- Security Concerns: Some critics argued that the doctrine was idealistic and did not adequately address India\’s security concerns, especially in the context of historical conflicts and geopolitical issues.
- Failure to Address Bilateral Issues: Long-standing bilateral issues, including territorial disputes and cross-border terrorism, were not effectively addressed, according to critics.
- Domestic Opposition: Emphasizing goodwill and non-reciprocity could be perceived as weakness, potentially leading to exploitation by adversaries.
- Balancing Idealism and Realism: Future foreign policies should strike a balance between idealistic principles and realistic assessments of security challenges. Ensuring national security should be a paramount consideration.
- Comprehensive Conflict Resolution: Addressing unresolved bilateral issues requires a proactive approach. Dialogue must encompass territorial disputes and security concerns.
- Adapting to Evolving Threats: Recognizing the evolving nature of security threats, future doctrines should incorporate strategies to counter terrorism and ensure the nation\’s safety.
- Strengthening Regional Alliances: Building on the positive aspects of the Gujral Doctrine, India should continue strengthening regional alliances and cooperation for mutual benefit.
- Public Diplomacy and Domestic Consensus: In crafting foreign policies, fostering domestic consensus is crucial. Public diplomacy efforts can help in conveying the rationale behind diplomatic decisions, mitigating potential domestic opposition.
- The Gujral Doctrine, despite facing criticisms, played a significant role in strengthening trust and cooperation in India\’s neighbourhood.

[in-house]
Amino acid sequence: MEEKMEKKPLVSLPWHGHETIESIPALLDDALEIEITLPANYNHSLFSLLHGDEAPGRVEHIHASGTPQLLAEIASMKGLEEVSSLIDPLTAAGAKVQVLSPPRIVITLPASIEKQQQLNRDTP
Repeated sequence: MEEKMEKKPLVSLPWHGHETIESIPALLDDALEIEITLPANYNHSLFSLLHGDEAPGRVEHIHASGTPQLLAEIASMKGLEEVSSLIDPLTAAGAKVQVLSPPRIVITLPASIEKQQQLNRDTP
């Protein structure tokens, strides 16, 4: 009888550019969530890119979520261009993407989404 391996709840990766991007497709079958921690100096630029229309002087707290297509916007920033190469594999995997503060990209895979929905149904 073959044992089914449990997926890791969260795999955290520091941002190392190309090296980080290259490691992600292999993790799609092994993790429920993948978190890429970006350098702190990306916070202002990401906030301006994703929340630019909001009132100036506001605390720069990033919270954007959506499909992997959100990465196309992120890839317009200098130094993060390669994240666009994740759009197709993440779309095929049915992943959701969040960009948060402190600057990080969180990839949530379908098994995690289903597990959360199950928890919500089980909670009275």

- As India navigates evolving geopolitical dynamics, future foreign policies should learn from both the successes and shortcomings of the Gujral Doctrine.
- Balancing pragmatism, comprehensive conflict resolution, and robust regional alliances will be essential in crafting an effective foreign policy that safeguards national interests.
World Bank\’s Initiative to Combat Methane Emissions
- The World Bank has unveiled a comprehensive plan to address the growing threat of methane emissions, targeting up to 10 million tons reduction over the investment lifespans of country-led programs. This initiative aims to curb environmental degradation, enhance resilience, and empower livelihoods.
About the World Bank\’s Plan:
- Methane contributes to approximately 19% of global greenhouse gas emissions, significantly impacting climate change.
- Key sources of human-driven methane emissions include rice production (8%), livestock (32%), and waste (18%).
- Despite its higher global warming potential (GWP) compared to carbon dioxide, methane has received less attention and funding.
World Bank\’s Approach:
- The World Bank plans to implement a minimum of 15 country-led programs within the next 18 months.
- This initiative addresses the urgent need to combat rising global temperatures and support vulnerable communities affected by climate change.